Ashley Hinck, "Politics for the Love of Fandom: Fan-Based Citizenship in a Digital World" (LSU Press, 2019)

    Play Episode Listen Later Oct 22, 2021 58:49

    Politics for the Love of Fandom: Fan-Based Citizenship in a Digital World (Louisiana State Press, 2019) examines what Ashley Hinck calls “fan-based citizenship”: civic action that blends with and arises from participation in fandom and commitment to a fan-object. Examining cases like Harry Potter fans fighting for fair trade, YouTube fans donating money to charity, and football fans volunteering to mentor local youth, Hinck argues that fan-based citizenship has created new civic practices wherein popular culture may play as large a role in generating social action as traditional political institutions such as the Democratic Party or the Catholic Church. Hinck considers the ways in which fan-based social engagement arises organically, from fan communities seeking to change their world as a group, as well as the methods creators use to leverage their fans to take social action. The modern shift to networked, fluid communities, Hinck argues, opens up opportunities for public participation that occurs outside of political parties, houses of worship, and organizations for social action. Politics for the Love of Fandom shows how fan-based citizenship performances help us understand the future possibilities of public engagement, as fans and creators alike tie the ethical frameworks of fan-objects to desired social goal, such as volunteering for political candidates, mentoring at-risk youth, and promoting environmentally friendly policy.  Dr. Ashley Hinck (she/her) is Assistant Professor of Communication at Xavier University specializing in digital media, fandom, citizenship, social activism, rhetoric. Dr. Lee M. Pierce (they/them) is a rhetoric scholar and speech critic at SUNY Geneseo and host/ess of for New Books Network channels in Language and Media & Communications. Learn more about your ad choices. Visit megaphone.fm/adchoices Support our show by becoming a premium member! https://newbooksnetwork.supportingcast.fm/science-technology-and-society

    Eunice Blavascunas, "Foresters, Borders, and Bark Beetles: The Future of Europe's Last Primeval Forest" (Indiana UP, 2020)

    Play Episode Listen Later Oct 20, 2021 59:37

    In Foresters, Borders, and Bark Beetles: The Future of Europe's Last Primeval Forest (Indiana University Press, 2020), Eunice Blavascunas provides an intimate ethnographic account of Białowieża, Europe's last primeval forest. At Poland's easternmost border with Belarus, the deep past of ancient oaks, woodland bison, and thousands of species of insects and fungi collides with authoritarian and communist histories. Foresters, biologists, environmentalists, and locals project the ancient Białowieża Forest as a series of competing icons in struggles over memory, land, and economy, which are also struggles about whether to log or preserve the woodland; whether and how to celebrate the mixed ethnic Polish/Belarusian peasant past; and whether to align this eastern outpost with ultra-right Polish politics, neighboring Belarus, or the European Union. Drawing on more than twenty years of research, Blavascunas untangles complex conflicts between protection and use by examining which forest pasts are celebrated, which fester, and which have been altered in the tumultuous decades following the collapse of communism. Piotr H. Kosicki is Associate Professor of History at the University of Maryland, College Park. He is the author of Catholics on the Barricades (Yale, 2018) and editor, among others, of Political Exile in the Global Twentieth Century (with Wolfram Kaiser). Learn more about your ad choices. Visit megaphone.fm/adchoices Support our show by becoming a premium member! https://newbooksnetwork.supportingcast.fm/science-technology-and-society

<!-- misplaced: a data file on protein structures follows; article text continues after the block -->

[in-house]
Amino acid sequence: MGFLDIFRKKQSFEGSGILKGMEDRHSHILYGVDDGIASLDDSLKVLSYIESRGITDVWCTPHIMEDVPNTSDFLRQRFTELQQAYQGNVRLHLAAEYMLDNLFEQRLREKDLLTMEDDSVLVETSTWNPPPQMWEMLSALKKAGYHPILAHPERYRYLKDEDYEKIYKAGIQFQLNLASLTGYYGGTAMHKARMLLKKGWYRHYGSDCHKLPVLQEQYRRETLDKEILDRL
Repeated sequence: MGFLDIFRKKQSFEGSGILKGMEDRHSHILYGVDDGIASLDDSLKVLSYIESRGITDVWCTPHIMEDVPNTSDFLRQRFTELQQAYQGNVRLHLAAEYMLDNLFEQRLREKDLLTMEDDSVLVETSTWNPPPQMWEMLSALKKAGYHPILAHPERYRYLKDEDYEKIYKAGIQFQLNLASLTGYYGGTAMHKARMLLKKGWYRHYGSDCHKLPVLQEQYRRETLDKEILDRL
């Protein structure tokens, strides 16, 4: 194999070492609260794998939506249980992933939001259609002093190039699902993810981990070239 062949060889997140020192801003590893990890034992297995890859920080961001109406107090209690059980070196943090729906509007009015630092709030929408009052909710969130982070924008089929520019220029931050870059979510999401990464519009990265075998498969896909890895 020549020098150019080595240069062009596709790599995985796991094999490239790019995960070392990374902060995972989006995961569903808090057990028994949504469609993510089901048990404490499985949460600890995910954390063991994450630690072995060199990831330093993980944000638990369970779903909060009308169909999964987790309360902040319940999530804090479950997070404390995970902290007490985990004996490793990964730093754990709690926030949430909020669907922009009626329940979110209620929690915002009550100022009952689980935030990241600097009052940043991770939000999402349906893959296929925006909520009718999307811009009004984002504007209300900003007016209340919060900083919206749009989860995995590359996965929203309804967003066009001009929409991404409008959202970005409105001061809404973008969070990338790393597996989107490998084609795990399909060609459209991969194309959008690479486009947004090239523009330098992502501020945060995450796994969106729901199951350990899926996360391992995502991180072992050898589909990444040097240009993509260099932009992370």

Rebecca L. Stein, "Screen Shots: State Violence on Camera in Israel and Palestine" (Stanford UP, 2021)

    Play Episode Listen Later Oct 20, 2021 63:11

    In the last two decades, amid the global spread of smartphones, state killings of civilians have increasingly been captured on the cameras of both bystanders and police. Screen Shots: State Violence on Camera in Israel and Palestine (Stanford UP, 2021) studies this phenomenon from the vantage point of the Israeli occupation of Palestinian territories. Here, cameras have proliferated as political tools in the hands of a broad range of actors and institutions, including Palestinian activists, Israeli soldiers, Jewish settlers, and human rights workers. All trained their lens on Israeli state violence, propelled by a shared dream: that advances in digital photography-closer, sharper, faster-would advance their respective political agendas. Most would be let down. Drawing on ethnographic work, Rebecca L. Stein chronicles Palestinian video-activists seeking justice, Israeli soldiers laboring to perfect the military's image, and Zionist conspiracy theorists accusing Palestinians of "playing dead." Writing against techno-optimism, Stein investigates what camera dreams and disillusionment across these political divides reveal about the Israeli and Palestinian colonial present, and the shifting terms of power and struggle in the smartphone age. Mathew Gagné in an independent writer, scholar, and educator, currently teaching in the Department of Anthropology at the University of Toronto Mississauga. Learn more about your ad choices. Visit megaphone.fm/adchoices Support our show by becoming a premium member! https://newbooksnetwork.supportingcast.fm/science-technology-and-society